1199 Pity Him.

I’ve never been much of a cook. I can make something out of a book, but if you want innovation I am not your man. Much like with painting I’ve never truly been able to wrap my brain around cooking. I can ape the motions, but that’s about it. My father’s mother was much more of a kitchen artist. She just kind of threw things into other things and then it was food. Not a lot of measuring tools. I guess that’s what practice and experience can do for any skill though. From the outside it still looks a bit like magic.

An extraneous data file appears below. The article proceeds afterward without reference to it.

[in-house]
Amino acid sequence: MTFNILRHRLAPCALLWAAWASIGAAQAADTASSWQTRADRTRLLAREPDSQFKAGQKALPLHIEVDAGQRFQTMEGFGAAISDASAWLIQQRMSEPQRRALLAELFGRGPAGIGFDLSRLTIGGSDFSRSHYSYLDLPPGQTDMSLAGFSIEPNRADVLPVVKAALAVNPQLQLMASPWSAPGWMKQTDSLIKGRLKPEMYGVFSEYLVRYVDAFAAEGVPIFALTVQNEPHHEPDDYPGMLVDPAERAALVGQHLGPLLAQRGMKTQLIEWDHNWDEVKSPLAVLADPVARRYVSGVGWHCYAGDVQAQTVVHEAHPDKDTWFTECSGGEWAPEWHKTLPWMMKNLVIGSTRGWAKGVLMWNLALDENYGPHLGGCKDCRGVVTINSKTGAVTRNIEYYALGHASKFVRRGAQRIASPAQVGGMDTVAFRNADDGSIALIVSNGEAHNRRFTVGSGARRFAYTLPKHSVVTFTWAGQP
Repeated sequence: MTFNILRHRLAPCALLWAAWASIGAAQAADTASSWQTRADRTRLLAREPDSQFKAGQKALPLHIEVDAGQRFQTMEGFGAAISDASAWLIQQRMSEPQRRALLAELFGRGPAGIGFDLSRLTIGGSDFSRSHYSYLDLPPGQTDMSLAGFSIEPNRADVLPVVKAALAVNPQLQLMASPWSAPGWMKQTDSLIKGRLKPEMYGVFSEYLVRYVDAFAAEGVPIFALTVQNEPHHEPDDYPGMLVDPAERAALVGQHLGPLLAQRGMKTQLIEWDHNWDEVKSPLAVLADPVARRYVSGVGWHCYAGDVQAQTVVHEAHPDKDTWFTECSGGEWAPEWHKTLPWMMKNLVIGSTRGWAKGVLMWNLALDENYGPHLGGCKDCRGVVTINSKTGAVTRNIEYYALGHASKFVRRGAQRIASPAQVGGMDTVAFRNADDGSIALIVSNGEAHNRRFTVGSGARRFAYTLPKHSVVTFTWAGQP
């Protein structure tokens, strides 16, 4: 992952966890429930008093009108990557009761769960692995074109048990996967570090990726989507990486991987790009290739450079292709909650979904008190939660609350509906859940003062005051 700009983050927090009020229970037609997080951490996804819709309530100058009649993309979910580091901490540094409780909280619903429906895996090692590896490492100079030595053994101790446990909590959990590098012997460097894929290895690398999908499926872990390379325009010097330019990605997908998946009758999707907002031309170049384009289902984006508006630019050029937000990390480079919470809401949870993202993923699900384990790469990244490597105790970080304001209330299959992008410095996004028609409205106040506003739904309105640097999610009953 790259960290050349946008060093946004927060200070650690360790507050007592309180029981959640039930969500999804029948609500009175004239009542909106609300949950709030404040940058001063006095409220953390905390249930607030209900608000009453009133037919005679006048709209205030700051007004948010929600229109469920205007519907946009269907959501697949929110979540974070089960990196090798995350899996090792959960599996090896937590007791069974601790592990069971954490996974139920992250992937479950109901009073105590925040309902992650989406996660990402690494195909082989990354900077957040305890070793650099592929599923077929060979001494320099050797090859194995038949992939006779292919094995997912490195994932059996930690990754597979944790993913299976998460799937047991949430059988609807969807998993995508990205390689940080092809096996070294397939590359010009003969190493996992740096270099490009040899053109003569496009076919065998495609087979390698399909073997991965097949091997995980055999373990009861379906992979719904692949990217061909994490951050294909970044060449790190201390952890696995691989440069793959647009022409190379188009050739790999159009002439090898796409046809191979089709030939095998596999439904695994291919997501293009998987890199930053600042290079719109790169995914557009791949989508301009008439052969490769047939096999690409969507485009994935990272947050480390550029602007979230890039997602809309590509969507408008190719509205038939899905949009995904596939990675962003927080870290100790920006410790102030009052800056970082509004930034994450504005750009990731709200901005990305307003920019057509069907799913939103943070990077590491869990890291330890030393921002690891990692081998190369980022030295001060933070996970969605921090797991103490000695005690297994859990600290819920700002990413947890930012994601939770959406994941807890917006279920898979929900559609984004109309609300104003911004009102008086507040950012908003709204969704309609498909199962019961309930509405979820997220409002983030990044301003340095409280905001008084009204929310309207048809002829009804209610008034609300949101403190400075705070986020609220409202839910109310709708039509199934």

I apparently still have Harvest Moon for the GBC. The instruction book isn’t in the box, but I suspect I still have it hidden away someplace. I think it’s kind of the gem out of the pile of old handheld games I’ve got here. There’s also Spiderman GBC, Lemmings GBC, Blaster Master Enemy Below GBC, Brain Games GBA, Sonic Advance GBA, Super Mario Brothers Deluxe GBC, and Metal Slug Advance GBA. I barely played these when they were new. These were mostly purchases made just to have a new thing before I moved on to something better. I actually really wanted Metal Slug when it came out, but then I realized that I kind of hate Metal Slug games after about one level. Sometimes I forget this and almost buy another, but so far reason has won out. Sonic Advance is kind of a similar thing. I’m compelled to buy old style Sonic games, but they actually kind of suck. The only one I ever really liked was Sonic and Knuckles, but that’s mainly because it made you feel like you were cheating when you played the older games with Knuckles. I actually tried to play that Sonic RPG that came out for the DS a few years ago. Since Bioware had a hand in it I thought it was a safe bet. I was wrong. It was boring and I felt like I wasted my money. Luckily I got it on clearance, so I only wasted a little of it. (I’m pretty sure I still have it if you’re a big time Sonic fan. The game is actually well made, I just found that I don’t care about STH, or his friends, and subsequently couldn’t buy in to the story.) Different strokes and all that.